A shocking stat has revealed that during the month of November Swansea City recorded less shots on goal as a team than that of on-loan Stoke City centre-back Kurt Zouma.
The Swans recorded an almost barren month in November, picking up just point during goalless home draw with Bournemouth last weekend.
Aside from that defeats courtesy of Brighton & Hove Albion, Burnley and finally Chelsea on Wednesday evening rounded off an decidedly dismal period for Paul Clement's side.
Swansea currently find themselves three points removed from safety and joint-bottom of the Premier League with Crystal Palace on nine points, after recording just two wins and three draws all season.
It was thought that the summer additions of former Liberty Stadium legend Wilfried Bony and young star Tammy Abraham would bolster the Welsh side's starting lineup enough to see them even potentially enjoy a comfortable campaign.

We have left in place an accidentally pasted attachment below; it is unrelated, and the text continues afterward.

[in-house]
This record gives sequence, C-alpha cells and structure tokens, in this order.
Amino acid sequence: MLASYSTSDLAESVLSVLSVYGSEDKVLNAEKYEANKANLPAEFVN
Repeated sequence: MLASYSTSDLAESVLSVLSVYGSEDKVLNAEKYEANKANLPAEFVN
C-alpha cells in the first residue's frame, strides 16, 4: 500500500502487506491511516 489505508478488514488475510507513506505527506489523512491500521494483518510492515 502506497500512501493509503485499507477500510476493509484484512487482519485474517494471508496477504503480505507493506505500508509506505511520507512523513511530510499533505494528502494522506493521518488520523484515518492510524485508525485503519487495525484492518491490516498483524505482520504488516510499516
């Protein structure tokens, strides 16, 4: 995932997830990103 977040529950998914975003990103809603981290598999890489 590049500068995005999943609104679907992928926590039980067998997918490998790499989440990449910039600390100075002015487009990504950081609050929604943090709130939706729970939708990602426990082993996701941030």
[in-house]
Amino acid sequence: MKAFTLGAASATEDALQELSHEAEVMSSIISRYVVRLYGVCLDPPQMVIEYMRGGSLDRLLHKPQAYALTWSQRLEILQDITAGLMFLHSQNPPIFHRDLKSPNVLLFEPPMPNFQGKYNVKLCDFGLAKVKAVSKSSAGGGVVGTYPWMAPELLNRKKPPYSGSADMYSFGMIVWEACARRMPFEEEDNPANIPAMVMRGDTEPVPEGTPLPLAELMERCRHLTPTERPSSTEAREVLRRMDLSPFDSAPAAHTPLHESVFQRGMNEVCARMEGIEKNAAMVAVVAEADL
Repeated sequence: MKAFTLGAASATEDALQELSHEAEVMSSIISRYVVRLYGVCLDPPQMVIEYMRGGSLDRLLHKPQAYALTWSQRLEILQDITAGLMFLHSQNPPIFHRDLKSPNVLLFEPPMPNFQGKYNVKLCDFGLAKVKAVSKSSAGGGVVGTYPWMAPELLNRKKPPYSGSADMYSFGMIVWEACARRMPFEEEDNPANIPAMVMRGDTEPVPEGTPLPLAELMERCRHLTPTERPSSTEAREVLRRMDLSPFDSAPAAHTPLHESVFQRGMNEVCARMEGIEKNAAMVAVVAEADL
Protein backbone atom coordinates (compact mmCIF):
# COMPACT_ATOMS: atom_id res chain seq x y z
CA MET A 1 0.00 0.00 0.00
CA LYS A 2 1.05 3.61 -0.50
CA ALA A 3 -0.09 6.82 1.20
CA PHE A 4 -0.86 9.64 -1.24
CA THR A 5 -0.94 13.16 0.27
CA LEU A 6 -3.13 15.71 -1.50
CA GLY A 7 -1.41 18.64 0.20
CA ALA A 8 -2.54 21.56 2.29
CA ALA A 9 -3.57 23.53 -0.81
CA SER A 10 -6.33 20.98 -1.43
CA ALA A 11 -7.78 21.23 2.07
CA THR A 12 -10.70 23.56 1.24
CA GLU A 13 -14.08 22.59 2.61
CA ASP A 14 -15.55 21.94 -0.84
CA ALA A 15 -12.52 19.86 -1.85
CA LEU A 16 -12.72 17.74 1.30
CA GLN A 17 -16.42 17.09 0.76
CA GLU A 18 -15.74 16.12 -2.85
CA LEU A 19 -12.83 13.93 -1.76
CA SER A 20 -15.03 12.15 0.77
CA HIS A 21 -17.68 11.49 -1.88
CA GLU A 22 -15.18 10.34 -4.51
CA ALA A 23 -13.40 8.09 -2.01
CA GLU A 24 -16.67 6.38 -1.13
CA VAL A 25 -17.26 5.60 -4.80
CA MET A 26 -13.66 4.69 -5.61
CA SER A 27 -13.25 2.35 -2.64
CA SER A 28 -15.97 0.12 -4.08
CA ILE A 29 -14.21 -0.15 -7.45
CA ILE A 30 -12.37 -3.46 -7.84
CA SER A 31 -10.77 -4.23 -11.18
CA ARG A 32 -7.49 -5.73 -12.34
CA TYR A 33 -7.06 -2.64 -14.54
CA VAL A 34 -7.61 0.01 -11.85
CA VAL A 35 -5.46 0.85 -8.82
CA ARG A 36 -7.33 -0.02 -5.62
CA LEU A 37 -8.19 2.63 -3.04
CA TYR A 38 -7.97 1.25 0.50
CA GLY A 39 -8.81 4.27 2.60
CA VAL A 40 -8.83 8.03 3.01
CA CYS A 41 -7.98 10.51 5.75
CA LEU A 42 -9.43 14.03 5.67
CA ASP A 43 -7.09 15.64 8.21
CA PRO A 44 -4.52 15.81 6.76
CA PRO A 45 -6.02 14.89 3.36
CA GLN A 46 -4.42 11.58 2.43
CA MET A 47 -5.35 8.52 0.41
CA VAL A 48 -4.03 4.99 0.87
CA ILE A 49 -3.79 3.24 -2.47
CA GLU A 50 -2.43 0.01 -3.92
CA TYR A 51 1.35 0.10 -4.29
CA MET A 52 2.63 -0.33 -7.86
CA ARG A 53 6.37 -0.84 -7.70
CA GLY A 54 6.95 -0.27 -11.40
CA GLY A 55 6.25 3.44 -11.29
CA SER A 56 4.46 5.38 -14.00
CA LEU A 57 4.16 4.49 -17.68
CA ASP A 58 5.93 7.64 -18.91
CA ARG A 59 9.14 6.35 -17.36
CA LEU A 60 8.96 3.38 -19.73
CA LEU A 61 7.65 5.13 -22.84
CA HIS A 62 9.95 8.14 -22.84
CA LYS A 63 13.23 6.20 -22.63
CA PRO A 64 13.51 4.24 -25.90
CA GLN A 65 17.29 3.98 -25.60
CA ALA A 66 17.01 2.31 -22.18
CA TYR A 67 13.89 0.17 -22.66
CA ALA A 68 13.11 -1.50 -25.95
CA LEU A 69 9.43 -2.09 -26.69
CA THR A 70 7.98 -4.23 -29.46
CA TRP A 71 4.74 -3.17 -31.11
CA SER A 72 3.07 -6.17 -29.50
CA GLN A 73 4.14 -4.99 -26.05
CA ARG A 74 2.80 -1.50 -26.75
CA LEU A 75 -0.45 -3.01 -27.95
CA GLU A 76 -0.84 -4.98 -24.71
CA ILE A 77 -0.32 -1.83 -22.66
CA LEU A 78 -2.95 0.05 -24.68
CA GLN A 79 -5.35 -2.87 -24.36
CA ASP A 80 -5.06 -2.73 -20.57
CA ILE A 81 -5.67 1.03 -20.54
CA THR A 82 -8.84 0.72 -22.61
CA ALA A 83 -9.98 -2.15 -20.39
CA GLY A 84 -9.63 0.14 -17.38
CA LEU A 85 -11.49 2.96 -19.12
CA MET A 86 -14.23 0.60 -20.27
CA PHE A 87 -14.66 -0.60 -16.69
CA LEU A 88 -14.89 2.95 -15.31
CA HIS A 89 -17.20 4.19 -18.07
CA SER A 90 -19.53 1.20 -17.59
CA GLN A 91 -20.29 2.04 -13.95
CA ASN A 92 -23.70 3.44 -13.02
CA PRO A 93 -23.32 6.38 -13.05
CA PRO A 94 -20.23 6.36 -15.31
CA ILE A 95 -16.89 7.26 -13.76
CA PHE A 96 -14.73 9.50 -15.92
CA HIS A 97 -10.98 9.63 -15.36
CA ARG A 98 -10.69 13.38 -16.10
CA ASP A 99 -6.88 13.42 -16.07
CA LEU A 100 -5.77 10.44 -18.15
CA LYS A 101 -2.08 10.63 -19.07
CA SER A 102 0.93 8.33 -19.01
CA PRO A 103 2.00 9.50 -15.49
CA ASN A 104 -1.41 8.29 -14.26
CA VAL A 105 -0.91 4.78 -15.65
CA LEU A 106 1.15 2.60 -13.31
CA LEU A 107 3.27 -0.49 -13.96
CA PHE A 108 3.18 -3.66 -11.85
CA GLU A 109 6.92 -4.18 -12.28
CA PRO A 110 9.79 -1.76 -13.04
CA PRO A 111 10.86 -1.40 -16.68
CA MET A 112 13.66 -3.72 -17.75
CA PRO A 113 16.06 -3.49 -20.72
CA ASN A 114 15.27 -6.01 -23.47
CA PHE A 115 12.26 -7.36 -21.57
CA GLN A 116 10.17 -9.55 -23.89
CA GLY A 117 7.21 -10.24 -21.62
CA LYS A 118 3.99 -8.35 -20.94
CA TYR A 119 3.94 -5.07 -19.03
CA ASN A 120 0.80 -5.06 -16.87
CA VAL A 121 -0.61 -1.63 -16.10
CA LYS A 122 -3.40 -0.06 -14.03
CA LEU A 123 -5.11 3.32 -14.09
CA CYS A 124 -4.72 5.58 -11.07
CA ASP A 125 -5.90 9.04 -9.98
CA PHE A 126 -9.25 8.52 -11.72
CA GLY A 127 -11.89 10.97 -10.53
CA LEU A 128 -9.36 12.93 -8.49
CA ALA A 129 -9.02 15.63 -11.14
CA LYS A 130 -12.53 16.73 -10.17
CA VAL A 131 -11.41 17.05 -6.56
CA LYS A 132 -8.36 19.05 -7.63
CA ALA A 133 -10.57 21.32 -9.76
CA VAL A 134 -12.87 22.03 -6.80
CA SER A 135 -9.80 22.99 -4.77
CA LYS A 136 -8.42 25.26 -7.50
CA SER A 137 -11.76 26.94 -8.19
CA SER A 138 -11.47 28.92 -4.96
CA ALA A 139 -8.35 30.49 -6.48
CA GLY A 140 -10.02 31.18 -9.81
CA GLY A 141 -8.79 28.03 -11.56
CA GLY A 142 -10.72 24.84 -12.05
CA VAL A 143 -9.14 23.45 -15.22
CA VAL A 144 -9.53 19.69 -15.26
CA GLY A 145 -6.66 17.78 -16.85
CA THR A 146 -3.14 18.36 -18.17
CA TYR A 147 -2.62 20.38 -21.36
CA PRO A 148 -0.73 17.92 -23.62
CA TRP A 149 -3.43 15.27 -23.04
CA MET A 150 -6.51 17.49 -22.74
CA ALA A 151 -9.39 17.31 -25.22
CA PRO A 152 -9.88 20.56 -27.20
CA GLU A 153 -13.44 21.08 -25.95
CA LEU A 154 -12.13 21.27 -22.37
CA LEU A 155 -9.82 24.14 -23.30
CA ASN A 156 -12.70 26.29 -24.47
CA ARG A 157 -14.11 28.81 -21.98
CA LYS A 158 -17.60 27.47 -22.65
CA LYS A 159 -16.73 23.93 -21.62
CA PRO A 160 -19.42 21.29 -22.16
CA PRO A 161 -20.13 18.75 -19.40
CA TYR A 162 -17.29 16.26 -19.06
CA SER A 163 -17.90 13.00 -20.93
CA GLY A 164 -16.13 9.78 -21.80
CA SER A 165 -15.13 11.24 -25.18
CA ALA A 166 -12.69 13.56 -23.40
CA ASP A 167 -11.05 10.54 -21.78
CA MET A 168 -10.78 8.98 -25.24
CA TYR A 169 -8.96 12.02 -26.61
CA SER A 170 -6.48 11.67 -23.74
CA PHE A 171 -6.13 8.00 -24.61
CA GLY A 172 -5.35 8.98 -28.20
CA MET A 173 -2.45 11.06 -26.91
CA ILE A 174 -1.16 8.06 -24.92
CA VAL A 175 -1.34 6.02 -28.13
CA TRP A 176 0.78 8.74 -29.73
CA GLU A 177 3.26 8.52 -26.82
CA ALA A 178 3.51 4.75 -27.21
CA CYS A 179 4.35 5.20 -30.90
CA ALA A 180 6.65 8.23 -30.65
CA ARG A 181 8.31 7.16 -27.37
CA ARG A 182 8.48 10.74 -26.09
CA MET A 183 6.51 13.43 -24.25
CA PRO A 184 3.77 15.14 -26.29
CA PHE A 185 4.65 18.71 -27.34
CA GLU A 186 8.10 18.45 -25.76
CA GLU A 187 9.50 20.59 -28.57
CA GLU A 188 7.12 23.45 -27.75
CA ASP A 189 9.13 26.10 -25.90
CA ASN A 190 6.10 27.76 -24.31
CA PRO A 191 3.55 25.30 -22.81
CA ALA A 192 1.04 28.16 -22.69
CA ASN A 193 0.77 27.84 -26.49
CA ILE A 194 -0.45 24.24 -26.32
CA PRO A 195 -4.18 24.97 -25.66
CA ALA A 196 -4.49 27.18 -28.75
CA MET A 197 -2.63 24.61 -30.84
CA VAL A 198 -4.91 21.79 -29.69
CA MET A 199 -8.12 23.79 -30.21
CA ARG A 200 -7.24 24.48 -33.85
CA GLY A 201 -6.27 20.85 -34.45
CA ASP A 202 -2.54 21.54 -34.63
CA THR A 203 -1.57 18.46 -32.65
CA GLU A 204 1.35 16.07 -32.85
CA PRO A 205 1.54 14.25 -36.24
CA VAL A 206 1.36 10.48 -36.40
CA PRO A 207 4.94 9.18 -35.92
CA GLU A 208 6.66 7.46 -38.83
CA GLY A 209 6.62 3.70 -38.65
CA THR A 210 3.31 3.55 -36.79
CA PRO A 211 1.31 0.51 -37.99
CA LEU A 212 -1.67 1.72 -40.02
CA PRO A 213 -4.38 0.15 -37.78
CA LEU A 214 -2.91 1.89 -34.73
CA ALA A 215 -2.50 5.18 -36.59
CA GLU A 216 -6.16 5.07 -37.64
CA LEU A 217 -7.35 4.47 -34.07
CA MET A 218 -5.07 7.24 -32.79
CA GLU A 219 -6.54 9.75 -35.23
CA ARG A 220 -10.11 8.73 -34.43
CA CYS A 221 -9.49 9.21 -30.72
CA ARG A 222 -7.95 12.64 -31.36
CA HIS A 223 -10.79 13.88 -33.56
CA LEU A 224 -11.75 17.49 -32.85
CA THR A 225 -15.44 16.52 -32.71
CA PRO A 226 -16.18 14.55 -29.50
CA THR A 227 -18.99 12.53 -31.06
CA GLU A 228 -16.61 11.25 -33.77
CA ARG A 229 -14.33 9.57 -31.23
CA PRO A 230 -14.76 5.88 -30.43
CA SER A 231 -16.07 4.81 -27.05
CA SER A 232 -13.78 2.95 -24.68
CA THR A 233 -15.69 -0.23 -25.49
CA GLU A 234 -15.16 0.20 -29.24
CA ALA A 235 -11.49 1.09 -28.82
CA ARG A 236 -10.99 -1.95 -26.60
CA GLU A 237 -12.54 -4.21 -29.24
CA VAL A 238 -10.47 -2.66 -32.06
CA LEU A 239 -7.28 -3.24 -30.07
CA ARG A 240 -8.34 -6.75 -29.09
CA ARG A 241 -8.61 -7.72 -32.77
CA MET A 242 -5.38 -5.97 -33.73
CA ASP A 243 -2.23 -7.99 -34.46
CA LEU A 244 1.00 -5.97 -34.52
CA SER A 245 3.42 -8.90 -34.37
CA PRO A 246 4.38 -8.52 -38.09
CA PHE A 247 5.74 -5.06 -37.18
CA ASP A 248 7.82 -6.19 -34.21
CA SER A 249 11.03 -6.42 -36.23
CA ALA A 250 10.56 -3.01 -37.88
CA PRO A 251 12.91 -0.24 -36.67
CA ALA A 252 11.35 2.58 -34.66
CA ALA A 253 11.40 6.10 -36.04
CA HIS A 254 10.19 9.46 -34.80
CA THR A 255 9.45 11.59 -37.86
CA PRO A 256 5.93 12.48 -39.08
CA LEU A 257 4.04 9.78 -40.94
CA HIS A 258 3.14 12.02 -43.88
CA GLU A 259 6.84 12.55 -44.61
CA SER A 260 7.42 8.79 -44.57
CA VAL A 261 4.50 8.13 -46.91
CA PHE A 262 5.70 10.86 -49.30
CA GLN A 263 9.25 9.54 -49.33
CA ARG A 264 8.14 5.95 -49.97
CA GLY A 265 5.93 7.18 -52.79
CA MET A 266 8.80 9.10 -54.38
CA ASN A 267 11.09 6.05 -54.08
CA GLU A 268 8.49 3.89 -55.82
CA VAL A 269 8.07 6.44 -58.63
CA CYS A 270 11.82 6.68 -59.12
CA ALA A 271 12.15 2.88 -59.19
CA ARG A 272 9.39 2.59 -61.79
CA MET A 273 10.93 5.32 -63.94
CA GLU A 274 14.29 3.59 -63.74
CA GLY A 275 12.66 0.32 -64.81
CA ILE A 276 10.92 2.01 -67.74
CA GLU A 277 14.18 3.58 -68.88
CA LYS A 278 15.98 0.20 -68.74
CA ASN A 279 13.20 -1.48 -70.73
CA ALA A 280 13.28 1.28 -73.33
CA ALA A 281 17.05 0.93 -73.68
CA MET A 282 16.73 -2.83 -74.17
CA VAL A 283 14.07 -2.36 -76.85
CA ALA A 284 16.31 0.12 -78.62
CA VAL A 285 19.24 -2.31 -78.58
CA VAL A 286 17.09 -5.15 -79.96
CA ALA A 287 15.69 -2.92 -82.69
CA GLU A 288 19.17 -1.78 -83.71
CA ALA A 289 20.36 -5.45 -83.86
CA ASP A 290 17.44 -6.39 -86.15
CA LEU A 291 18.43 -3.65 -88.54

However, after netting just seven goals in their opening 14 league games - the worst record in the league - it is not hard to see why the Swans currently find themselves in deep trouble.
The reasoning behind Swansea's lack of success in front of goal becomes clear when stats are taken into account.
Swansea City had fewer shots on target in November than Kurt Zouma.— Daniel Storey (@danielstorey85) November 30, 2017
It's fairly simple to understand that in order to score goals, first you have to create the opportunity to find the back of the net, something that Clement's outfit did on just four occasions throughout the entirety of November, according to journalist Daniel Storey.
If the fact that the Welsh club averaged just one shot per game on target across a whole month was not bad enough, add in that Stoke City loanee Zouma actually recorded more attempts himself, and bear in mind, he's a centre-back, then the picture becomes all the more grim.
However, it is now December, and Swansea have the chance to bring an end to their 360-minute long goalless drought when they come up against the Potters on Saturday, in what in no uncertain terms is expected to be an absolute cracker...